Reports on DNA methylation and its relationship with plant resistance to pathogens seem to be of particular interest; so far, however, collected data are rather puzzling. It was found that three resistance inducers reduced the DNA methylation level providing resistance to powdery mildew in barley (Kraska and Schönbeck, 1993). In Arabidopsis virulent or avirulent strains of Pseudomonas syringae pv. tomato elicit the host plant DNA demethylation (Pavet et al., 2006). In contrast, Arabidopsis plants subjected to various types of biotic and abiotic stresses (i.e., salt, UVB, cold, heat, and flood) revealed a rise in global genome methylation correlated with stress adaptive changes that are transmitted to the progeny of stressed plants (Boyko et al., 2007, 2010; Bilichak et al., 2012). The analysis of total DNA methylation in two consecutive generations of TMV-infected tobacco showed a hypermethylated genome and an increased resistance to TMV, Pseudomonas syringae and Phytophthora nicotianae (Kathiria et al., 2010). However, in these findings, no clear correlation between DNA methylation and stress resistance was observed since the progeny of stressed tobacco or Arabidopsis were differentially methylated with the hypomethylated regions located in several LRR-containing loci or in euchromatic areas of nuclei (Boyko et al., 2010; Kathiria et al., 2010). Furthermore, genome-wide studies with various Arabidopsis mutants defective in CG (met1-3) or non-CG (ddc, drm1-2, drm-2-2, and cmt3-11) methylation showed enhanced resistance to P. syringae pv. tomato (Pst) DC3000 compared to the wild-type plant (Dowen et al., 2012). Also, Luna et al. (2012) documented that the hypomethylated DNA status in the ddc Arabidopsis mutant exhibited an intergenerational resistance phenotype to the bacteriumPstDC3000, but an enhanced susceptibility to the necrotrophic fungus A. brassicicolla.
Stress is known to induce the differential expression of various R-genes and defense-responsive genes, but the knowledge on the mechanism of de novo DNA methylation/active demethylation controlling their target recognition is still in its infancy (Ikeda and Kinoshita, 2009; Li et al., 2012; Bond and Baulcombe, 2015). Thus, we explored the impact of BABA treatment on the methylation state of the resistance gene R3a on potato, as well as the selected SA-dependent genes that might provide a background for long-term memory of host resistance to P. infestans. Time-dependent changes in the methylation status of the NPR1 promoter upon BABA treatment were observed. At the onset of priming, the high 5-mC methylation state in the NPR1 promoter negatively correlated with the cognate gene expression, but during the maintenance of the priming state, NPR1 exhibited a reduction in promoter methylation and transcriptional down-regulation. How promoter methylation might activate NPR1 gene expression remains to be investigated. One could speculate that DNA methylation may inhibit the binding of some transcription repressors or may promote the binding of some transcription activators (Wang et al., 2013).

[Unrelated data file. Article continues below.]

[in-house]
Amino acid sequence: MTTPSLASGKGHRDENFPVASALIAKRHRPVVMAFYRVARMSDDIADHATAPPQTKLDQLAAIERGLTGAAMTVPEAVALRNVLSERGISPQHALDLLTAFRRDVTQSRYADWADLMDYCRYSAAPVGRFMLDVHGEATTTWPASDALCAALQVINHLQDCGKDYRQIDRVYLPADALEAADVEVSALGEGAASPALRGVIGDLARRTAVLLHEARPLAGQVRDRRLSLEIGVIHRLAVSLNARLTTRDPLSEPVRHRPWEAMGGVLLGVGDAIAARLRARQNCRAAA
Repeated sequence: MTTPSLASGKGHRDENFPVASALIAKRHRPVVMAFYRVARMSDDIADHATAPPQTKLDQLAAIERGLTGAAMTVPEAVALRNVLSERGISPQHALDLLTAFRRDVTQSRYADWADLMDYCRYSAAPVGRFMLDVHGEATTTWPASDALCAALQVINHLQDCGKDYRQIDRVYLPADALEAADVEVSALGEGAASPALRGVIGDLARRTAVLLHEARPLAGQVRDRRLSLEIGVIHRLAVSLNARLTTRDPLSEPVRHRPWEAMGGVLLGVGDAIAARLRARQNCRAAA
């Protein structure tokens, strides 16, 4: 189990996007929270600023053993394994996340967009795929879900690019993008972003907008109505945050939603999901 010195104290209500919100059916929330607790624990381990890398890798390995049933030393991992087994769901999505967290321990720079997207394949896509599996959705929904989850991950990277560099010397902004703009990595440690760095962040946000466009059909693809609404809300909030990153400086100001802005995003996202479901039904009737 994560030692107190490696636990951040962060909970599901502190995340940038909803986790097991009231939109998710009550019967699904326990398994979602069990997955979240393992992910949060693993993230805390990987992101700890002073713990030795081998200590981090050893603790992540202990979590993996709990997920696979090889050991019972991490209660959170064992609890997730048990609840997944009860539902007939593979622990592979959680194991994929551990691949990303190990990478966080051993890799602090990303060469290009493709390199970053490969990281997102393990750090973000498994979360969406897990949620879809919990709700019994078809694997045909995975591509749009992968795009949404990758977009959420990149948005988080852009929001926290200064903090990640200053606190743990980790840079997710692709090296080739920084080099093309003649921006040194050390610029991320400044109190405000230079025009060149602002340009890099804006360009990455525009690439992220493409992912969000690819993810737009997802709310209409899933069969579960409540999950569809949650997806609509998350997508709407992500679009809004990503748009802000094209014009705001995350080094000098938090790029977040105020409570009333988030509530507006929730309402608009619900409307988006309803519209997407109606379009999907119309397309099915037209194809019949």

Our results indicate that BABA treatment caused a 2-fold rise in StWRKY1 expression at 6 h with no significant changes in the DNA methylation level of its promoter. According to Song et al. (2012), stress-responsive transcription factors may be influenced by both DNA methylation and histone modification in a region-specific manner, suggesting heterogeneity in the genome for gene expression regulated via epigenetic modifications under stress. Generally, the correlation between the DNA methylation status and gene expression is a highly multifaceted event, greatly dependent upon the type of methylation as well as the pattern of methylation within or outside the gene sequence (Niederhuth and Schmitz, 2017).